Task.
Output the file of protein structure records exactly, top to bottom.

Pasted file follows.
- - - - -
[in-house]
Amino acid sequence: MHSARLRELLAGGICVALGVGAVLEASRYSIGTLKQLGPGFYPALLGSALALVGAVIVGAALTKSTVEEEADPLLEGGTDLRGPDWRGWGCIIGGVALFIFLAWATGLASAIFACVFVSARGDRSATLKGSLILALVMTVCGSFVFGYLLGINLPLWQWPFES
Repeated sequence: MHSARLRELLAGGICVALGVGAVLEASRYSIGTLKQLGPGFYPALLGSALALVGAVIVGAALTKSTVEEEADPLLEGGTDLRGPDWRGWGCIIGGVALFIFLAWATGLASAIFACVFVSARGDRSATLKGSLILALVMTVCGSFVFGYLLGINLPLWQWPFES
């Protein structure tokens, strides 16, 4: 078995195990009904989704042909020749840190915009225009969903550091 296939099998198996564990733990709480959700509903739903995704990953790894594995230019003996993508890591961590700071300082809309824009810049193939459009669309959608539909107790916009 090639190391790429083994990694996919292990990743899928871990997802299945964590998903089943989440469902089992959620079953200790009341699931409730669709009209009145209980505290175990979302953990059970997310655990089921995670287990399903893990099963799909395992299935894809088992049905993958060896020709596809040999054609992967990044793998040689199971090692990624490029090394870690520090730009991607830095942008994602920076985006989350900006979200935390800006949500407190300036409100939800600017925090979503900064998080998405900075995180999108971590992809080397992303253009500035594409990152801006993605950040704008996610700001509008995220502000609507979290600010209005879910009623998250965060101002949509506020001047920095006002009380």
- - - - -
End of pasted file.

[in-house]
Amino acid sequence: MHSARLRELLAGGICVALGVGAVLEASRYSIGTLKQLGPGFYPALLGSALALVGAVIVGAALTKSTVEEEADPLLEGGTDLRGPDWRGWGCIIGGVALFIFLAWATGLASAIFACVFVSARGDRSATLKGSLILALVMTVCGSFVFGYLLGINLPLWQWPFES
Repeated sequence: MHSARLRELLAGGICVALGVGAVLEASRYSIGTLKQLGPGFYPALLGSALALVGAVIVGAALTKSTVEEEADPLLEGGTDLRGPDWRGWGCIIGGVALFIFLAWATGLASAIFACVFVSARGDRSATLKGSLILALVMTVCGSFVFGYLLGINLPLWQWPFES
């Protein structure tokens, strides 16, 4: 078995195990009904989704042909020749840190915009225009969903550091 296939099998198996564990733990709480959700509903739903995704990953790894594995230019003996993508890591961590700071300082809309824009810049193939459009669309959608539909107790916009 090639190391790429083994990694996919292990990743899928871990997802299945964590998903089943989440469902089992959620079953200790009341699931409730669709009209009145209980505290175990979302953990059970997310655990089921995670287990399903893990099963799909395992299935894809088992049905993958060896020709596809040999054609992967990044793998040689199971090692990624490029090394870690520090730009991607830095942008994602920076985006989350900006979200935390800006949500407190300036409100939800600017925090979503900064998080998405900075995180999108971590992809080397992303253009500035594409990152801006993605950040704008996610700001509008995220502000609507979290600010209005879910009623998250965060101002949509506020001047920095006002009380």